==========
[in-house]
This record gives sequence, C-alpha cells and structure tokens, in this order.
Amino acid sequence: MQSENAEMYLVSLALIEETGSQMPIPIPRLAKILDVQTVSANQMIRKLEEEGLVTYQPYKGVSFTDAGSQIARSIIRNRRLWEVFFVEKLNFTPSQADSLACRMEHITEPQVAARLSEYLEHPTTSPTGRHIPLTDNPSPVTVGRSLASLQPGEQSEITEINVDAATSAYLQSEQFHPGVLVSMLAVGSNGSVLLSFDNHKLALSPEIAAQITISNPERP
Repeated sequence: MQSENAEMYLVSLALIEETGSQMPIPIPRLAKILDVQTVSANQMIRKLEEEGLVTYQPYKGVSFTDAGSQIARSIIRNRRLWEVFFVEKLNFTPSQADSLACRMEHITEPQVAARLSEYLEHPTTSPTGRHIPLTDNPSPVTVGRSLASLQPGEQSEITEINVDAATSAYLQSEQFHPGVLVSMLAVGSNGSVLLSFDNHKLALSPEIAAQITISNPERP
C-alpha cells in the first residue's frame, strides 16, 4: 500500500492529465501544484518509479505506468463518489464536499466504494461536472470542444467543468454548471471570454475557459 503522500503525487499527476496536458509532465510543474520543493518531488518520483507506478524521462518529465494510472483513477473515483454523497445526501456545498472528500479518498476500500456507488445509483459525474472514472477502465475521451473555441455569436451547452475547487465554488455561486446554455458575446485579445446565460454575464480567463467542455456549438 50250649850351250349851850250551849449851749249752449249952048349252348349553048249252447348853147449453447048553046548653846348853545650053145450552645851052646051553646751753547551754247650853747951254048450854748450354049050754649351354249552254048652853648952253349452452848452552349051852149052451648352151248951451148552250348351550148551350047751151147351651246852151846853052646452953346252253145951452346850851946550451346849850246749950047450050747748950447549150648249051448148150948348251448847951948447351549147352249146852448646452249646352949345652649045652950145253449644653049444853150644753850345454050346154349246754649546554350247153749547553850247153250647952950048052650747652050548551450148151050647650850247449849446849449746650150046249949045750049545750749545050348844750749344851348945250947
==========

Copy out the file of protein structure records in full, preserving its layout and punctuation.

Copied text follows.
[in-house]
This record gives sequence, C-alpha cells and structure tokens, in this order.
Amino acid sequence: MQSENAEMYLVSLALIEETGSQMPIPIPRLAKILDVQTVSANQMIRKLEEEGLVTYQPYKGVSFTDAGSQIARSIIRNRRLWEVFFVEKLNFTPSQADSLACRMEHITEPQVAARLSEYLEHPTTSPTGRHIPLTDNPSPVTVGRSLASLQPGEQSEITEINVDAATSAYLQSEQFHPGVLVSMLAVGSNGSVLLSFDNHKLALSPEIAAQITISNPERP
Repeated sequence: MQSENAEMYLVSLALIEETGSQMPIPIPRLAKILDVQTVSANQMIRKLEEEGLVTYQPYKGVSFTDAGSQIARSIIRNRRLWEVFFVEKLNFTPSQADSLACRMEHITEPQVAARLSEYLEHPTTSPTGRHIPLTDNPSPVTVGRSLASLQPGEQSEITEINVDAATSAYLQSEQFHPGVLVSMLAVGSNGSVLLSFDNHKLALSPEIAAQITISNPERP
C-alpha cells in the first residue's frame, strides 16, 4: 500500500492529465501544484518509479505506468463518489464536499466504494461536472470542444467543468454548471471570454475557459 503522500503525487499527476496536458509532465510543474520543493518531488518520483507506478524521462518529465494510472483513477473515483454523497445526501456545498472528500479518498476500500456507488445509483459525474472514472477502465475521451473555441455569436451547452475547487465554488455561486446554455458575446485579445446565460454575464480567463467542455456549438 50250649850351250349851850250551849449851749249752449249952048349252348349553048249252447348853147449453447048553046548653846348853545650053145450552645851052646051553646751753547551754247650853747951254048450854748450354049050754649351354249552254048652853648952253349452452848452552349051852149052451648352151248951451148552250348351550148551350047751151147351651246852151846853052646452953346252253145951452346850851946550451346849850246749950047450050747748950447549150648249051448148150948348251448847951948447351549147352249146852448646452249646352949345652649045652950145253449644653049444853150644753850345454050346154349246754649546554350247153749547553850247153250647952950048052650747652050548551450148151050647650850247449849446849449746650150046249949045750049545750749545050348844750749344851348945250947